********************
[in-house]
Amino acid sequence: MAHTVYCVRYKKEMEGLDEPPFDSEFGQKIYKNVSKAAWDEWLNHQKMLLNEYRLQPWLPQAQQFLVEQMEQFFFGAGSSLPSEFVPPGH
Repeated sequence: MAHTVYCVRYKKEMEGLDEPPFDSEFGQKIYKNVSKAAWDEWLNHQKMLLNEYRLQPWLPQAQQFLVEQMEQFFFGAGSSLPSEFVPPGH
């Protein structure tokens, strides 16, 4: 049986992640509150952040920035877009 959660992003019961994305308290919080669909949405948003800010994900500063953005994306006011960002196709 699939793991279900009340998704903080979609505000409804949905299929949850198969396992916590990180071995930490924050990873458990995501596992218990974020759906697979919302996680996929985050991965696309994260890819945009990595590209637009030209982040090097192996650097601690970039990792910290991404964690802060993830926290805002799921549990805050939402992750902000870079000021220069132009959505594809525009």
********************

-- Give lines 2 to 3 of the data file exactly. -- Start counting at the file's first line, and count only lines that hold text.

Amino acid sequence: MAHTVYCVRYKKEMEGLDEPPFDSEFGQKIYKNVSKAAWDEWLNHQKMLLNEYRLQPWLPQAQQFLVEQMEQFFFGAGSSLPSEFVPPGH
Repeated sequence: MAHTVYCVRYKKEMEGLDEPPFDSEFGQKIYKNVSKAAWDEWLNHQKMLLNEYRLQPWLPQAQQFLVEQMEQFFFGAGSSLPSEFVPPGH